Com. v. Davis

Annotate this Case

264 Pa. Superior Ct. 505 (1979)

400 A.2d 199

COMMONWEALTH of Pennsylvania, Appellant, v. Earnest DAVIS.

Superior Court of Pennsylvania.

Argued November 17, 1977.

Decided March 28, 1979.

*507 Robert E. Colville, District Attorney, Pittsburgh, for Commonwealth, appellant.

Rodney W. Baxter, Pittsburgh, for appellee.


PRICE, Judge:

This appeal by the Commonwealth arises from the order of the court below suppressing two prospective in-court identifications of appellee.[1] For the reasons stated herein, we affirm in part and reverse in part.

Evidence adduced at the suppression hearing is as follows. At approximately 9:05 a.m. on November 23, 1976, three men entered the A&P Supermarket on Scranton Avenue in Wilkinsburg. One of the men held the head cashier, Rose Ference, at gunpoint and ordered her to open the cash register, whereupon he removed the available money. Concurrently, the second intruder compelled, again at gunpoint, the store manager, George Obusek, to open the safe, which was summarily emptied of cash. The third robber, later identified as appellee, eventually positioned himself at the rear of the store where he held the remainder of the customers and employees at gunpoint in a small room. *508 After approximately ten to fifteen minutes, all three intruders fled the premises.

While the robbery was in progress, the Wilkinsburg Chief of Police monitored a call on the police radio reporting the incident, and he immediately proceeded to the A&P. Upon arriving at the scene, he observed two men run behind the store, enter a waiting car, and speed away. Subsequent to a chase in which Chief Hodgins' car absorbed gunfire from the occupants of the suspect vehicle, the latter was abandoned, and its occupants escaped on foot. A non-entry observation of the vehicle revealed a sum of money, a gun, and several other items positioned on the front seat, while a license check identified appellee as the car's owner. Pursuant to this information, two officers were dispatched to appellee's home, but prior to their reaching his residence, appellee telephoned the police and reported his car stolen.

At appellee's home, the officers requested that he accompany them to locate the allegedly stolen vehicle. Appellee consented to this, but following a brief stop at the police station, he was taken to the supermarket[2] where he was identified by both Ms. Ference and Mr. Obusek as one of the robbers and immediately placed under formal arrest. Mr. Obusek later repeated this identification at the preliminary hearing.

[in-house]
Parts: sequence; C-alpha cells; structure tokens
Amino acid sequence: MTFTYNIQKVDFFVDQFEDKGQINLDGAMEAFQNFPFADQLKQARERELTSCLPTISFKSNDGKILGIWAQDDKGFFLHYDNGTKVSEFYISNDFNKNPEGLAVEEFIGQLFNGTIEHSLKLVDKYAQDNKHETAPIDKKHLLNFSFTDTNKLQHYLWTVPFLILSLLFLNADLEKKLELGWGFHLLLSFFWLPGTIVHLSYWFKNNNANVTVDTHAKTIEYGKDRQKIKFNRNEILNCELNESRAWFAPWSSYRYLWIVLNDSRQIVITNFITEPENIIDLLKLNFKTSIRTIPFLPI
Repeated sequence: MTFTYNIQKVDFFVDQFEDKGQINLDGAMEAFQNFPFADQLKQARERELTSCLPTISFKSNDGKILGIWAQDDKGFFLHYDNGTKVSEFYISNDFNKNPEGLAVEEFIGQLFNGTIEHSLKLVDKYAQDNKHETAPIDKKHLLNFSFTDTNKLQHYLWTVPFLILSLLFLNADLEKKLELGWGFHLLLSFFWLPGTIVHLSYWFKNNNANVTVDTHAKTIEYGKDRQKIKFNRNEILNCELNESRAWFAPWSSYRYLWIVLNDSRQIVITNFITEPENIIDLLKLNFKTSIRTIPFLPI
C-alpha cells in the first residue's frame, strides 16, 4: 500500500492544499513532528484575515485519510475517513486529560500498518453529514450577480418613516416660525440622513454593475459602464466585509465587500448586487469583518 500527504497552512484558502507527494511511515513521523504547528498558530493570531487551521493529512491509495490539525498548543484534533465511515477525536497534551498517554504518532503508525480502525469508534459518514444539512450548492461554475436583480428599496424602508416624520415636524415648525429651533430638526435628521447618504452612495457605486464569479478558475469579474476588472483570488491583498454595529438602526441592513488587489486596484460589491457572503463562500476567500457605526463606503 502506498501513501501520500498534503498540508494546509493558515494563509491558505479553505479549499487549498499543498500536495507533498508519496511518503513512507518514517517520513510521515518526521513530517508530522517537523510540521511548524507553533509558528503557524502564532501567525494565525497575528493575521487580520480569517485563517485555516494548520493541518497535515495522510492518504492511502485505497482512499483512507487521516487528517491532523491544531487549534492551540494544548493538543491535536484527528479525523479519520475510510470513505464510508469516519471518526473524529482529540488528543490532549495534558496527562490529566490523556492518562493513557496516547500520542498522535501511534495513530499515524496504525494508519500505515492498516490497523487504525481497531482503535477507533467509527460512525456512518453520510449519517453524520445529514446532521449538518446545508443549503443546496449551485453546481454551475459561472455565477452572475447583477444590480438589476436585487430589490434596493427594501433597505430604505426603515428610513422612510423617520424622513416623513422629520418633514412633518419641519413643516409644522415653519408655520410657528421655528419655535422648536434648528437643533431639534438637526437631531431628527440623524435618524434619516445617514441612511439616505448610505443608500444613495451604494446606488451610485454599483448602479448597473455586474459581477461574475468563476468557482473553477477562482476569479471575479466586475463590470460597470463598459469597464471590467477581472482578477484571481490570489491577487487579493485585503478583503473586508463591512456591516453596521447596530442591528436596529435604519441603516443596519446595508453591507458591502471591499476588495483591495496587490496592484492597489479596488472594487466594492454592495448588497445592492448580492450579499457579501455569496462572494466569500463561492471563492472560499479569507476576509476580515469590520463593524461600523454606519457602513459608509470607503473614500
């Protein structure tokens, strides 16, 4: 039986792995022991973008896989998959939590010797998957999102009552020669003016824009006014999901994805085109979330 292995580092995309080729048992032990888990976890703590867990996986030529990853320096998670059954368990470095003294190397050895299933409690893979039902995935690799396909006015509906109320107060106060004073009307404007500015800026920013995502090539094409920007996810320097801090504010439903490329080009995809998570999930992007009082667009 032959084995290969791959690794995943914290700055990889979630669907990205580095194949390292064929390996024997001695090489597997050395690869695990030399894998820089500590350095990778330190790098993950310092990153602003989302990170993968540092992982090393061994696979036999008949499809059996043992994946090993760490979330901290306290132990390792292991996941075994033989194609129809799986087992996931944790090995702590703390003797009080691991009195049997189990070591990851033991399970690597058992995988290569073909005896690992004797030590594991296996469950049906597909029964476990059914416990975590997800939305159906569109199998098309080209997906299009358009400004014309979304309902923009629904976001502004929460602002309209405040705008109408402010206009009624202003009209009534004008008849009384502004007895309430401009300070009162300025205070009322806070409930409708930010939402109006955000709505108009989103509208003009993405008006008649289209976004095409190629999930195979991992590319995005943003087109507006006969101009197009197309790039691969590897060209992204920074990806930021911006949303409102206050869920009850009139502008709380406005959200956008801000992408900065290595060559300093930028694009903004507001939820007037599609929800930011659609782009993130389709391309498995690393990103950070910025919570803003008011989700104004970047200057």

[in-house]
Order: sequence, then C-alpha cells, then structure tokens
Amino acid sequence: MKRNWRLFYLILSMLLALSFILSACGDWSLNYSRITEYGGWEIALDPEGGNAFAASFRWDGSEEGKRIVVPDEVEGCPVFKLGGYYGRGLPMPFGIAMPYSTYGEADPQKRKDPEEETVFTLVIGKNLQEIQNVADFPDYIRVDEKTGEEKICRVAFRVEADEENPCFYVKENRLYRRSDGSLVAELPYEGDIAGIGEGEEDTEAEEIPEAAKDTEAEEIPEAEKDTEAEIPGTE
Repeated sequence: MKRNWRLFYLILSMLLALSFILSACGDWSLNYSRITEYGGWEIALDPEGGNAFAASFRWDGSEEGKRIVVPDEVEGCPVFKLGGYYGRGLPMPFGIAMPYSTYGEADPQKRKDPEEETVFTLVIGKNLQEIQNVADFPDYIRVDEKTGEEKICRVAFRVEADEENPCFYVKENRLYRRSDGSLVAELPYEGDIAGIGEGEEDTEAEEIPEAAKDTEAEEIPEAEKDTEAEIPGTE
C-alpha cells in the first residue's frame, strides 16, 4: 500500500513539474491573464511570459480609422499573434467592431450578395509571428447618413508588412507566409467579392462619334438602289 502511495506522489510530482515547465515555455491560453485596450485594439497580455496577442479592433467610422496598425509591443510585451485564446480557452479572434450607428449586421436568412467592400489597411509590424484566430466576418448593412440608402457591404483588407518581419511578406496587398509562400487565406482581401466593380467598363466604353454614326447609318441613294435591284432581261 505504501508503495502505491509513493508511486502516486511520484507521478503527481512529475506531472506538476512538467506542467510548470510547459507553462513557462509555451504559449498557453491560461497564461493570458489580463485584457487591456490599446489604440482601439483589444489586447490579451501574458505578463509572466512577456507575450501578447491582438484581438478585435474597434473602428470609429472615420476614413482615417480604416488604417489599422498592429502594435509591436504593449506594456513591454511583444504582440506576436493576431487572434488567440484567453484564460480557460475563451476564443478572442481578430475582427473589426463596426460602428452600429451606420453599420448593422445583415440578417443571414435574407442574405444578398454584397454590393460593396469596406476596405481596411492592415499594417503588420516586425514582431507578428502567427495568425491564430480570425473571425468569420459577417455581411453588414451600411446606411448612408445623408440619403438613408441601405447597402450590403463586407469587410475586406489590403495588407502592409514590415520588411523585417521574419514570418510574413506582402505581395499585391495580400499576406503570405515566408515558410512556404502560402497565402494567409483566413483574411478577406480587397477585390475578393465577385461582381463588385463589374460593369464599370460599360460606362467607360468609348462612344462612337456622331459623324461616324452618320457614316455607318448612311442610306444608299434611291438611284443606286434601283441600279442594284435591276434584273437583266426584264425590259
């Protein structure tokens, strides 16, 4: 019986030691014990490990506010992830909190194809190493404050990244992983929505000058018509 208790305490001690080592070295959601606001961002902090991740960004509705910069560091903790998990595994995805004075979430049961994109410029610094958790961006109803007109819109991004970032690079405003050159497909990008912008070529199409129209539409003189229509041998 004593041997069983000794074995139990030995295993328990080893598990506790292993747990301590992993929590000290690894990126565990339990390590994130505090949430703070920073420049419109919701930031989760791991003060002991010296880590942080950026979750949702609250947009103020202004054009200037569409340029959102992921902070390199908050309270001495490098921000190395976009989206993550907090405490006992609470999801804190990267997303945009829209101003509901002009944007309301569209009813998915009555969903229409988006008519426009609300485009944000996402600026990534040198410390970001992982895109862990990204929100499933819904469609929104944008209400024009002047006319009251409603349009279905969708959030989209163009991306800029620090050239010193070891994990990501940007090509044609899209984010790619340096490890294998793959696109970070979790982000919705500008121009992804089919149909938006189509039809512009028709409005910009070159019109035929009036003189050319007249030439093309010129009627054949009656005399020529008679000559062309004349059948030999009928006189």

The Commonwealth does not dispute the lower court's three stage analysis of the initial identification: that is, appellee was effectively under arrest at the time he accompanied the officers from his home; such an arrest was not supported by probable cause; the illegal arrest fatally tainted the on-the-scene identification. Rather, it argues that the in-court identification had a basis independent of any prior illegality and was thus purged of any possible taint. Although the issue rests on fine factual distinctions delineated infra, we can accept the independent basis rationale of the Commonwealth only with respect to the identification testimony of Ms. Ference.

*509 Subsequent to an illegal arrest or a suggestive out-of-court identification, an in-court identification is admissible if, considering the totality of the circumstances, it is determined that the in-court identification had an independent origin sufficiently distinguishable from the impermissible pre-trial encounter so as to be purged of any taint of that initial illegality. United States v. Wade, 388 U.S. 218, 87 S. Ct. 1926, 18 L. Ed. 2d 1149 (1967); Commonwealth v. Connolly, 478 Pa. 117, 385 A.2d 1342 (1978); Commonwealth v. Taylor, 472 Pa. 1, 370 A.2d 1197 (1977); Commonwealth v. Fowler, 466 Pa. 198, 352 A.2d 17 (1976); Commonwealth v. Ryan, 253 Pa.Super. 92, 384 A.2d 1243 (1978). This is merely a particular application of the basic tenets propounded in Wong Sun v. United States, 371 U.S. 471, 83 S. Ct. 407, 9 L. Ed. 2d 441 (1963), in which the United States Supreme Court concluded: